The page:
NEW YORK — Family and friends of former fashion writer Christa Worthington, who was murdered in her Cape Cod home last year, blasted a forthcoming book about the victim and the investigation Thursday and said they are looking into legal retaliation.
Speaking on behalf of some family members and Amyra and Clifford Chase, the legal guardians of Worthington’s daughter Ava, their lawyer Monica Kraft in Truro, Massachusetts, said they are “dismayed by the victimization of Christa, her daughter and the Worthington family” in Maria Flook’s “Invisible Eden: A Story of Love and Murder on Cape Cod,” to be published Tuesday by Random House’s Broadway Books.
They are also exploring the possibility of having Cape & Islands District Attorney Michael O’Keefe, the head of the ongoing investigation, removed from the case. O’Keefe shared crime scene photos and detailed information about the case with the author, and has apologized to the family for his disparaging remarks about the victim in the book
Flook and Random House executives could not be reached for comment Thursday.
The victim’s cousin, Jan Worthington, an emergency medical technician whom Flook writes “fell apart” and was “of little use” at the crime scene, declined to comment for legal reasons. Other subjects in the book said they were misquoted but requested anonymity. They said they did not want to do anything that would publicize the book.
Others were more candid. Freelance writer Steve Radlauer, a friend of Christa Worthington’s, said his 15-minute interview with Flook resulted in a series of misquotes. But he said he is most upset about how Flook painted Worthington as a “a nymphomaniac and serial adulterer who comes from a long line of them.”
“This is a potential Jayson Blair scandal for Random House. This 145,000-word book could easily be proven to be filled with many, many fabrications,” said Radlauer. “In a way, this is worse. He was making stuff to [fuel his addiction.] Here, Maria Flook seems to have a real agenda to make Christa look bad and to assassinate her character.”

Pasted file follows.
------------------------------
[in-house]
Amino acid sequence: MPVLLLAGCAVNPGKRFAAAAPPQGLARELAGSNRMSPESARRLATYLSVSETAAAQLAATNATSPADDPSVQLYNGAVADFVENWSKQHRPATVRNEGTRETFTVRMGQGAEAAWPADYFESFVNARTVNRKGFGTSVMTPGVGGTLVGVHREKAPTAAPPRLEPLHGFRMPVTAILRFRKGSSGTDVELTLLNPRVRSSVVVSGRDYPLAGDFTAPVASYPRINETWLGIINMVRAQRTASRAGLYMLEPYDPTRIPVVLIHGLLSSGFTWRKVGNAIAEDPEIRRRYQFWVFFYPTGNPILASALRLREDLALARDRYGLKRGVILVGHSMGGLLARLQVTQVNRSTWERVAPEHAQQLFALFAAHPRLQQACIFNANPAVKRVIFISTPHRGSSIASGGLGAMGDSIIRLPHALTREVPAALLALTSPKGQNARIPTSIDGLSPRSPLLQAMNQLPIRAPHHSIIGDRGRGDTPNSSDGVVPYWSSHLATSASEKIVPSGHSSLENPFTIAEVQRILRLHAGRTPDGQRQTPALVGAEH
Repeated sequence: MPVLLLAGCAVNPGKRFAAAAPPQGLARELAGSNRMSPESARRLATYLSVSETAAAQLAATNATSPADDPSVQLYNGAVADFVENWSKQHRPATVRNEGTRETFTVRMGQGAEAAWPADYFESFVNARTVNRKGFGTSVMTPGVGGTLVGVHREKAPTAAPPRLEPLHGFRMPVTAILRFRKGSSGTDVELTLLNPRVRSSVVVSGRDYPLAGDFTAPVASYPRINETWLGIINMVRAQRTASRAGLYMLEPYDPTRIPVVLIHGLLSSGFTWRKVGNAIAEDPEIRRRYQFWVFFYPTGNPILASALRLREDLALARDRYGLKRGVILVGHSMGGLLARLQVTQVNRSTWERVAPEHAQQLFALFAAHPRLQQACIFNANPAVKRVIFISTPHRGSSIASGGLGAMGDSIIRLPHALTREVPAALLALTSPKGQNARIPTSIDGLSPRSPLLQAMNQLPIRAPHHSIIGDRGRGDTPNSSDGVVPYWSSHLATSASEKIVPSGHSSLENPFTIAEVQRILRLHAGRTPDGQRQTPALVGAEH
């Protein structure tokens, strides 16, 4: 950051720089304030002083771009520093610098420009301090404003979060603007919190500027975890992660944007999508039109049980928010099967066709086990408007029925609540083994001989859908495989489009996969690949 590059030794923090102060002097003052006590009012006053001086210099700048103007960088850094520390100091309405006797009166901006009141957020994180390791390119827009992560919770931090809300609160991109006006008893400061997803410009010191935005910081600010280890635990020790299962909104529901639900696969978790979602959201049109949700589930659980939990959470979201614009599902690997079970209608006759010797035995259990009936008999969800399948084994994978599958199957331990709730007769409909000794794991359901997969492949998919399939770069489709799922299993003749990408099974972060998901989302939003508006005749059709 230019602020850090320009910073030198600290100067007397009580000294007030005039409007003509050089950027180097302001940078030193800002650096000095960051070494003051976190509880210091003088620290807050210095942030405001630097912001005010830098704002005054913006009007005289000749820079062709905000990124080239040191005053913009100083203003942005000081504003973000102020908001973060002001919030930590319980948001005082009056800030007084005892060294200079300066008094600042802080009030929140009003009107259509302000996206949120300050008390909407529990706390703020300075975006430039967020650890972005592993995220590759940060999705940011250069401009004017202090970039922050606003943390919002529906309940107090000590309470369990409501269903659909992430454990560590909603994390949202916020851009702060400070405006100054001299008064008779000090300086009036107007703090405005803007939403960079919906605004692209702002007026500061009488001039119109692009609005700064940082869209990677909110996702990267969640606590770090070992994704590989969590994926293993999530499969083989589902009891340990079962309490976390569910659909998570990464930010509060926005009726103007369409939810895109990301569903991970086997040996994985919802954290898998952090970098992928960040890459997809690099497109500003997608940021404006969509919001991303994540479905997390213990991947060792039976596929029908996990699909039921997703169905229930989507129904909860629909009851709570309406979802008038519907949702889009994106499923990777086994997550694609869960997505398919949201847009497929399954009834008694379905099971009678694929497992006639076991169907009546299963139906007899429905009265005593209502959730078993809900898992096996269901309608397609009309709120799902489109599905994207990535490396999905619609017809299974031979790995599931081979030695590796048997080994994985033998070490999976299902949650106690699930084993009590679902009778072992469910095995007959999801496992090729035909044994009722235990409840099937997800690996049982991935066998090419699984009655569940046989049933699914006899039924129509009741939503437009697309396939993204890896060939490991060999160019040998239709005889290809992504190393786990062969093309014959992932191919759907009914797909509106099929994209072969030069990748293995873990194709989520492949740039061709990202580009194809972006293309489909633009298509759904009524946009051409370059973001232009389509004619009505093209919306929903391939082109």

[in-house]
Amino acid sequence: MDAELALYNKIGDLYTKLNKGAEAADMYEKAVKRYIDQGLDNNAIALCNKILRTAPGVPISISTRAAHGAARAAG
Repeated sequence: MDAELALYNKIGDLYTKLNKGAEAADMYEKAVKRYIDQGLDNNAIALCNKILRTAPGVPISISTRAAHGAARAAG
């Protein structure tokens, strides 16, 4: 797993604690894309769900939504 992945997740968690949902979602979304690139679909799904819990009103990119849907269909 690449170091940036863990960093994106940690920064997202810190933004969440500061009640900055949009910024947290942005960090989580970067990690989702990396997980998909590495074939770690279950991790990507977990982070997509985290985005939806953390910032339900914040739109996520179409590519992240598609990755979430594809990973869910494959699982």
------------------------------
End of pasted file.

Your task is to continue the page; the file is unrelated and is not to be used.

The book has reignited media interest in the case. “The Today Show,” The New York Times, People, “48 Hours” and “CBS Early Show” have lined up interviews with the author, a Random House spokesman said earlier Thursday in an e-mail. To avoid any conflicts, The Times has John Leland working on a piece for Sunday’s Styles section instead of his colleague, Vanessa Grigoriadis, who penned a cover story about the murder for New York magazine and is mentioned in the book, according to people interviewed by Leland. Jan Worthington, a proven writer, said her screenplay about her cousin for Lifetime is moving forward.
Tony Jackett, the married man who fathered Worthington’s daughter, said his attorney sent a certified letter to Random House to alert them to inaccuracies in the book. Among other things, he said he never spoke with Flook about his sexual relationship with Worthington, but the author describes some in detail.
“Many things in there are inaccurate. I think she went hunting for quotes from other people’s heresy and gossip. She took too many liberties delving into someone else’s life,” Jackett said in a telephone interview. “I felt like I had been reincarnated while I’m still alive. She does a job on everybody.”
Radlauer, who once had a couple of books published under Random House’s Ballantine division, said he is “angriest at Random House. She’s egregious but they picked her out of their Rolodex because she lived there. No one bothered to ask, ‘Is she capable of writing a true crime book?’”